Blackberry Passport

Like the majority of tech consumers, I wondered what the once-great BlackBerry was up to with the Passport. The company's latest device is a square-shaped one that follows the dimensions of a passport, has a full touchscreen that also shares space with a Qwerty keyboard, and runs on its own BlackBerry operating system but allows the use of Android apps.

The addition of a keyboard in a touchscreen-dominated device landscape is a throwback to when BlackBerry ruled the business gadget world, and when I was once able to type out messages with only my sense of touch.

But this is not the same BlackBerry keyboard that users will be familiar with. The three-row physical layout places all 26 letters under the 4.5-inch screen, and includes the Enter and Backspace buttons. Everything else is placed as additional rows on the touchscreen. For example, commonly used punctuation marks are located on a fourth row above the keyboard. If you need numbers or other symbols, selecting that option from the fourth row will bring up three more rows of numbers and symbols.

This means that a typo-free e-mail message based on touch alone is a lot harder, but the wider dimensions of the Passport meant I no longer had to type with my nails and could use the sides of my thumbs to craft a message.

Of course, having this much real estate on the front panel means that the Passport is not meant for one-handed use, as the keys on the other side of the device are impossible to reach using one hand.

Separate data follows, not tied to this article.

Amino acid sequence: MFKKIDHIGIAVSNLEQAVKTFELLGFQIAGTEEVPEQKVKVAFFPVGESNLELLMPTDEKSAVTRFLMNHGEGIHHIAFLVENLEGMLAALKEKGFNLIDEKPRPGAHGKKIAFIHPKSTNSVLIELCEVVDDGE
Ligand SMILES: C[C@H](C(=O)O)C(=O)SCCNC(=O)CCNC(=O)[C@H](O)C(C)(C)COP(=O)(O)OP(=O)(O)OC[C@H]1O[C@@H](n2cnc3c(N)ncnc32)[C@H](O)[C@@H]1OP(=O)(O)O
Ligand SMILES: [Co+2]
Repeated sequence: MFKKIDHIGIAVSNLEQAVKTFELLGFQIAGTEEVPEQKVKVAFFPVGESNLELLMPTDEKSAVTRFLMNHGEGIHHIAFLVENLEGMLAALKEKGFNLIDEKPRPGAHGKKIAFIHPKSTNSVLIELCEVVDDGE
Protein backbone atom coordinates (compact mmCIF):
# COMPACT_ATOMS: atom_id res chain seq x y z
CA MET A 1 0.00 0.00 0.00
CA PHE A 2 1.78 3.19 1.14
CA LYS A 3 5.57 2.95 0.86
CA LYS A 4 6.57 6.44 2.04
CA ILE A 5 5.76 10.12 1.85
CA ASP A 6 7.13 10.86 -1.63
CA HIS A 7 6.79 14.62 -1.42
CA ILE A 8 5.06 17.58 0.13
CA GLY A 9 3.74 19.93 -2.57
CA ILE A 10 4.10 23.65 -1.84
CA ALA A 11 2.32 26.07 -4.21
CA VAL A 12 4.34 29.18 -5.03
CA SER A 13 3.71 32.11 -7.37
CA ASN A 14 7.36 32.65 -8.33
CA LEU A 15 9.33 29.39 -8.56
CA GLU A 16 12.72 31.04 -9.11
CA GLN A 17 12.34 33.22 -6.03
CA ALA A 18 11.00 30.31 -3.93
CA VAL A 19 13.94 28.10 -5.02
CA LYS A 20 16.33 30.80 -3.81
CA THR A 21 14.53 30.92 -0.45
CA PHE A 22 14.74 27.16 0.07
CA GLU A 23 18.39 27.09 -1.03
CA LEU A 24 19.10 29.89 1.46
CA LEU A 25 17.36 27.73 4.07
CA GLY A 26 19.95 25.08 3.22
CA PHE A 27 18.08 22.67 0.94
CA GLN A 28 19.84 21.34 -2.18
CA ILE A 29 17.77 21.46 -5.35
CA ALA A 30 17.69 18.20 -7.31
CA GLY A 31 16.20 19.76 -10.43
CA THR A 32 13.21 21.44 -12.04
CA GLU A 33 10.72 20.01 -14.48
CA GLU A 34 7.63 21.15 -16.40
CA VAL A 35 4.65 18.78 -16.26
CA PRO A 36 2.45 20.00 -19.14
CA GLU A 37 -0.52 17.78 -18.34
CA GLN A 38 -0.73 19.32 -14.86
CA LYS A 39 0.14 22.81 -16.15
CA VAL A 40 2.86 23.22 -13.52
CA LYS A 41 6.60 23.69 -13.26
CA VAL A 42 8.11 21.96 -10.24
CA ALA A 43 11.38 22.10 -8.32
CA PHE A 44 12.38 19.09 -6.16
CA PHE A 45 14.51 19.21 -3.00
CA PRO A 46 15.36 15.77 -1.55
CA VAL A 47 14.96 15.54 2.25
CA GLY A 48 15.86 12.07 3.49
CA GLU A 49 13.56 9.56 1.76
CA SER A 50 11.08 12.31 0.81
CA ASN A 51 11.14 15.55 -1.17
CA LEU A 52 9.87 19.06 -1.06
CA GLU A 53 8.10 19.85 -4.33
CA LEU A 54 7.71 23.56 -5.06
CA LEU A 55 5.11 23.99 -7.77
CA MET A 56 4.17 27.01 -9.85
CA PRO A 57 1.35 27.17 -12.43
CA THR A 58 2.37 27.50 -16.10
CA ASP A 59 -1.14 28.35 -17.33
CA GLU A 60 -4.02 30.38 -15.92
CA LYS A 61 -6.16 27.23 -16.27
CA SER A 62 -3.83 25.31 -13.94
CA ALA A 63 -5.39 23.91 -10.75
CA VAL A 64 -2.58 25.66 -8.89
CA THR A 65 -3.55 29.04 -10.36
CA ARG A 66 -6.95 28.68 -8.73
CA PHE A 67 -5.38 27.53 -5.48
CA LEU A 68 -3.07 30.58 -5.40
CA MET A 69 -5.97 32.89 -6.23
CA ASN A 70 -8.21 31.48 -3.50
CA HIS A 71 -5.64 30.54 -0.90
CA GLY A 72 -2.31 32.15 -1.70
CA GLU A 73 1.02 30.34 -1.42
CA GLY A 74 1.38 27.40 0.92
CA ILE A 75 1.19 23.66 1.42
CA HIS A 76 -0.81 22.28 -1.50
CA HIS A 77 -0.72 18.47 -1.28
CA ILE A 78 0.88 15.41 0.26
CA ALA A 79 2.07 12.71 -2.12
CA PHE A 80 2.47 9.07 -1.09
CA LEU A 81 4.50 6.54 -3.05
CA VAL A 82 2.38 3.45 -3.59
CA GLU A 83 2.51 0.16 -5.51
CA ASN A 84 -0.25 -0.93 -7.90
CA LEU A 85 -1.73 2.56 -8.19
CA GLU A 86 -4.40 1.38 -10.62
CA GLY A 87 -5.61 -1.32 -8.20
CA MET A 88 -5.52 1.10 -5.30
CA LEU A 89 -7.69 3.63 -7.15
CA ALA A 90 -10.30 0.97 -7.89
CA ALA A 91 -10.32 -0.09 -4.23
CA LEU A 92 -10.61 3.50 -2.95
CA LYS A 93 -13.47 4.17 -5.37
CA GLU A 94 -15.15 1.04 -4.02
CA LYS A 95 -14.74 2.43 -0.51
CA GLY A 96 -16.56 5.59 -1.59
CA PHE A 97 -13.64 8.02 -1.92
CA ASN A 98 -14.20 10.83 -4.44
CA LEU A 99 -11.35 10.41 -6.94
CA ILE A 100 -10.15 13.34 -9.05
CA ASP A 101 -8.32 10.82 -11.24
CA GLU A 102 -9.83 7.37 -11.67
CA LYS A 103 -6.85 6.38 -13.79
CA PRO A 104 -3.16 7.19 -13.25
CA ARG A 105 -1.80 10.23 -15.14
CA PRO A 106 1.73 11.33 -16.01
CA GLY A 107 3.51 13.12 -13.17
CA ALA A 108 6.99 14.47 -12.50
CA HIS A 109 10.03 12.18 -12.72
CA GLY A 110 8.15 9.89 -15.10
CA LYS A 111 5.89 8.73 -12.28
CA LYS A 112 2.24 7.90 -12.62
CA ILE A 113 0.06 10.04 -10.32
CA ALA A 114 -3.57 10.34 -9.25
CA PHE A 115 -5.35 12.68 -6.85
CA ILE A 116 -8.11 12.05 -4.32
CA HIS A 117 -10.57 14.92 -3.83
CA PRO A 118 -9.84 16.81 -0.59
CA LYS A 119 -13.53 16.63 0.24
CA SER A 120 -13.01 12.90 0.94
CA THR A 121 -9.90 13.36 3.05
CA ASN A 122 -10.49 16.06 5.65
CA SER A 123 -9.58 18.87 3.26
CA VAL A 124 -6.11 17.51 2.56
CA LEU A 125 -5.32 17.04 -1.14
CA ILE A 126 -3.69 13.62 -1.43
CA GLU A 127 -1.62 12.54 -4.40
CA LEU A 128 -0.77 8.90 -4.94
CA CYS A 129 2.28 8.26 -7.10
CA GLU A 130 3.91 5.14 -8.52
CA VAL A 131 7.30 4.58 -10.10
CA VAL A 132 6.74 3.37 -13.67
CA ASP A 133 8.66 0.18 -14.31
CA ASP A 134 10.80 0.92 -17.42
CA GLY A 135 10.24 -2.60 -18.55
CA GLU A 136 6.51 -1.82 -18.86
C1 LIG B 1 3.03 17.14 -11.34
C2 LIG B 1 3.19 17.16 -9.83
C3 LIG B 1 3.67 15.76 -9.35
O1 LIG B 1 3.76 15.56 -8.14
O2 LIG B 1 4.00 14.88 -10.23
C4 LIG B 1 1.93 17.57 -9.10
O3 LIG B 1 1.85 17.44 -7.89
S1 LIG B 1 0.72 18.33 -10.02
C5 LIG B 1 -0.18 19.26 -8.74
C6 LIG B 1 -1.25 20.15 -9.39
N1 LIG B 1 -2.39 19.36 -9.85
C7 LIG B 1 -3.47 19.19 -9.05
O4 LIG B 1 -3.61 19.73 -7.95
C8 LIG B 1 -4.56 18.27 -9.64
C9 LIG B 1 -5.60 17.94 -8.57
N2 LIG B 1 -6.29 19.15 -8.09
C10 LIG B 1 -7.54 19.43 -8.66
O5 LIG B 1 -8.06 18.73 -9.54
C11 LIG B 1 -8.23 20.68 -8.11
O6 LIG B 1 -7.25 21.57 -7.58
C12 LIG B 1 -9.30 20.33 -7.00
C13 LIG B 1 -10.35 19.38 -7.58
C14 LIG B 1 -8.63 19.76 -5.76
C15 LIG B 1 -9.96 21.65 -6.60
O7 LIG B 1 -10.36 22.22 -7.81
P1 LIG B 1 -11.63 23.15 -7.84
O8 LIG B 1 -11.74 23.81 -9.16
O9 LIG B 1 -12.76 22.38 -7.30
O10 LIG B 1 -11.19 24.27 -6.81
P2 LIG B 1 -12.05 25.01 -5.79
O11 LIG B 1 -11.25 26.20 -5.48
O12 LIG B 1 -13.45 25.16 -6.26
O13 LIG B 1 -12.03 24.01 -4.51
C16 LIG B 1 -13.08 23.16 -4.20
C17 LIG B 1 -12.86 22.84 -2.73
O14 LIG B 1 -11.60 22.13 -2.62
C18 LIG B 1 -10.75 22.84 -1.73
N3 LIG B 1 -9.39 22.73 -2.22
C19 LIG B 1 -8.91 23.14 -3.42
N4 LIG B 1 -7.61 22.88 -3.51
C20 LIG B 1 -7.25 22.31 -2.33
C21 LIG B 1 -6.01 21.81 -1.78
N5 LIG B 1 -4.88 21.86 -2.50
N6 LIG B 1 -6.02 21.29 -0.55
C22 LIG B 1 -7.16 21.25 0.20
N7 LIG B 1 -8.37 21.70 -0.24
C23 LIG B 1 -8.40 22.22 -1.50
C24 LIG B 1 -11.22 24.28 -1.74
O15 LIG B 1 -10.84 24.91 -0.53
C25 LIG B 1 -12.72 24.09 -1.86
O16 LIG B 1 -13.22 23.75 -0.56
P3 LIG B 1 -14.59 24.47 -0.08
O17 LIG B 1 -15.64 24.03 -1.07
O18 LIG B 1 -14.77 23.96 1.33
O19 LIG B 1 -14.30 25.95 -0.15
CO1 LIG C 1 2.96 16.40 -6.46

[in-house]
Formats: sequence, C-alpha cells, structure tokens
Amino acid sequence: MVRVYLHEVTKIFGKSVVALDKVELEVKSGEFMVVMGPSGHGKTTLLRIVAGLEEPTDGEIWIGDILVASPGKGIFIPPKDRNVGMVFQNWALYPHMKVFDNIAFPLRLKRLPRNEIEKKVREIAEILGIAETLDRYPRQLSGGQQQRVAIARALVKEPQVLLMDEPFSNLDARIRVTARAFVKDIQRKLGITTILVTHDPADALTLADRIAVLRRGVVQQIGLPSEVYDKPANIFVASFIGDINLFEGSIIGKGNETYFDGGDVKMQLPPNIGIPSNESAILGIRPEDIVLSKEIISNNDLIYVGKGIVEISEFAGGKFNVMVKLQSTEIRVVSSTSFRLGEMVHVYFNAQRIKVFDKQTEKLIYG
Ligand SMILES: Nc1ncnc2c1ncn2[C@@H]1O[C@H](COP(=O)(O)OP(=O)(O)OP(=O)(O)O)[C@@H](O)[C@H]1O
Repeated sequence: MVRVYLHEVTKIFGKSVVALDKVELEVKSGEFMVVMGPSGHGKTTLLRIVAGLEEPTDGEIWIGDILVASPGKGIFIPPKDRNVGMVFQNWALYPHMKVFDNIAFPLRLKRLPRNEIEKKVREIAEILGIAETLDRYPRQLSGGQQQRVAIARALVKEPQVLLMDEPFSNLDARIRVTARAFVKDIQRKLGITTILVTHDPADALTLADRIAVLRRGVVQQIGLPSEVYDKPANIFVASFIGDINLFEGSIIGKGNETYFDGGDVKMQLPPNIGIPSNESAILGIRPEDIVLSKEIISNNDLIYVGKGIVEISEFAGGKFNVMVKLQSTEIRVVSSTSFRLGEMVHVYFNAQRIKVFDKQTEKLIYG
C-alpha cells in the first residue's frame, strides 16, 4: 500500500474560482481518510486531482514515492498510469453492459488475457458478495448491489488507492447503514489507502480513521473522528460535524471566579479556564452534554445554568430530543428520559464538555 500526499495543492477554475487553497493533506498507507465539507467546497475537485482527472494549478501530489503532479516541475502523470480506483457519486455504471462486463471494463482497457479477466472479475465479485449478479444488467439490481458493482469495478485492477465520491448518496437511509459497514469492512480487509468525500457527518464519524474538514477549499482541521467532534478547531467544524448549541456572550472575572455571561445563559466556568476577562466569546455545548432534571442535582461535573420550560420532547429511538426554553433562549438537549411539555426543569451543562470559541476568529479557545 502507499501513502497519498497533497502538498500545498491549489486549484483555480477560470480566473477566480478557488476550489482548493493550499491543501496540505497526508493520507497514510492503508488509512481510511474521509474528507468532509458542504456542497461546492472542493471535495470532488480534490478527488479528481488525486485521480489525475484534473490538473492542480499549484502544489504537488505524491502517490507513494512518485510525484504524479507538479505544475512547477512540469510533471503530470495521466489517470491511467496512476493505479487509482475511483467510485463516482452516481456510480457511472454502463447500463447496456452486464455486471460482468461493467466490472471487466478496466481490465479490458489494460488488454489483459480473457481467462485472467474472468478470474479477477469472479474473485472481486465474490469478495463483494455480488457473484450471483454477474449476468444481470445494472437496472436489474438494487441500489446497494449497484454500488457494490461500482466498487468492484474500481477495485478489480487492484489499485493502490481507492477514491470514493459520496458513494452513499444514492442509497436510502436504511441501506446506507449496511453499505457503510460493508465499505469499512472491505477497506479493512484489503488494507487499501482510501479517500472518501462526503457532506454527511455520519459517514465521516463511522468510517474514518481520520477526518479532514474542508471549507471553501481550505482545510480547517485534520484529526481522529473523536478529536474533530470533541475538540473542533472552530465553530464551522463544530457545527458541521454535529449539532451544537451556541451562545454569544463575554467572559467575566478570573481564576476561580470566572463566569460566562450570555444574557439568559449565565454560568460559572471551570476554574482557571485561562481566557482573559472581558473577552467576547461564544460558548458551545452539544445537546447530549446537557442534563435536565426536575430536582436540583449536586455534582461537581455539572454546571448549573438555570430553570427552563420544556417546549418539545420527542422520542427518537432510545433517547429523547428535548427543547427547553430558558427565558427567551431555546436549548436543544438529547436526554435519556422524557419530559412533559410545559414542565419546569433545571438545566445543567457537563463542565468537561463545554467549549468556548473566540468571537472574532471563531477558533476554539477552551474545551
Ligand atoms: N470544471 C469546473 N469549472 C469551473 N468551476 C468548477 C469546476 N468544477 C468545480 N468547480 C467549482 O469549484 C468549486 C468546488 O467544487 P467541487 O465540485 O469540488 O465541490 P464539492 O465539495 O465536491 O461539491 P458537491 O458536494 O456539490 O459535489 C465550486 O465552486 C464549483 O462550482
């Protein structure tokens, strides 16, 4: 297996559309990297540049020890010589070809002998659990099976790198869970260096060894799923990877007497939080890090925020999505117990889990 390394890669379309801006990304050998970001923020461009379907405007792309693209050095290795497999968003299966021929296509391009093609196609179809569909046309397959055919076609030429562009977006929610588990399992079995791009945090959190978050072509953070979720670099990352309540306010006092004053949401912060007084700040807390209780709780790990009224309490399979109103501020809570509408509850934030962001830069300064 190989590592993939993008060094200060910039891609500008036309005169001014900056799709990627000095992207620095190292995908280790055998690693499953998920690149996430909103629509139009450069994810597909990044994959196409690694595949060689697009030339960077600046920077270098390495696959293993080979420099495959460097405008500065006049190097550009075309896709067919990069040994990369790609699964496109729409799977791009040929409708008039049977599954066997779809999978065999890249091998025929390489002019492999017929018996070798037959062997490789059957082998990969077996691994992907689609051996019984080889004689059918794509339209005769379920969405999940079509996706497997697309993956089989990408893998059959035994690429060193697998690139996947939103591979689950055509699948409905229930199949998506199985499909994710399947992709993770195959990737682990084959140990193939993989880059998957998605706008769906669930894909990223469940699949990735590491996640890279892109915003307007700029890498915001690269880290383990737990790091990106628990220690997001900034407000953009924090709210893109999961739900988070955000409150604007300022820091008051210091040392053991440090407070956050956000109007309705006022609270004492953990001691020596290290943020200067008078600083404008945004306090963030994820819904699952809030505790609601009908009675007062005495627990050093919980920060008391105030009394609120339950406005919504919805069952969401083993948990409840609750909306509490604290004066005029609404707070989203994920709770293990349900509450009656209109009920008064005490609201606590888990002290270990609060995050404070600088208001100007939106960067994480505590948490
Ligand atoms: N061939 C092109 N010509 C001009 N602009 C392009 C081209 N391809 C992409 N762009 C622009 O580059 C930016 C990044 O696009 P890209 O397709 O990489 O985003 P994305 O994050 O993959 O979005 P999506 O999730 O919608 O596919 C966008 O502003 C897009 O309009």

To ease up on this restriction, the Passport uses a unique control mechanism that turns the keyboard into a partial trackpad.

Swipe up from the bottom of the screen to scroll down webpages and notifications, but when you start swiping up from the keyboard and past the screen, you leave the current open app and head to the Home Screen. Double tap on the keyboard and a magnifying glass option pops up, allowing you to highlight, copy and paste chunks of text with ease.

Previously, Android apps could be used only one at a time, but now, you can run multiple apps like on an Android smartphone.

If the lack of the Google Play Store is a problem, BlackBerry has added the Amazon App Store to the device. While it lacks the full range of Google's store, it offers the same popular apps and games. And as the local Google App Store lacks some apps found in the US store, I find that the Amazon version more than makes up for it. At the very least, Amazon offers the Netflix app for download.

Having said that, this is not a full Android device. Its more open structure beats Nokia's implementation of the Android ecosystem, but Google-specific apps, such as Drive and Maps, are missing.

Business users will clearly go for the new BlackBerry Blend feature that lets you mirror essential services on your tablet or laptop. Think of it as being able to start an e-mail message on your phone, continue where you left on your work laptop and attaching files stored on your tablet.

This is the premise of the BlackBerry Passport but, sadly, the market has changed. The ones who desperately cling on to a Qwerty device are getting fewer and fewer, and aside from the well-crafted features that might appeal to corporate users, there is very little here that will woo regular consumers.

The BlackBerry Passport is the company's most accessible device in a long time, but unless you have a specific need for a keyboard, there is little reason to pick one up.


Price: $938

Processor: Quad core Qualcomm Snapdragon 801

Operating system: BlackBerry OS 10.3

Screen: 4.5 inches, 1,440 x 1,440 pixels (453 pixel per inch)


Features: 4/5

Design: 3/5

Performance: 4/5

Value for money: 3/5

Battery life: 4/5

Overall: 4/5

This article was first published on Nov 19, 2014. Get a copy of Digital Life, The Straits Times or go to for more stories.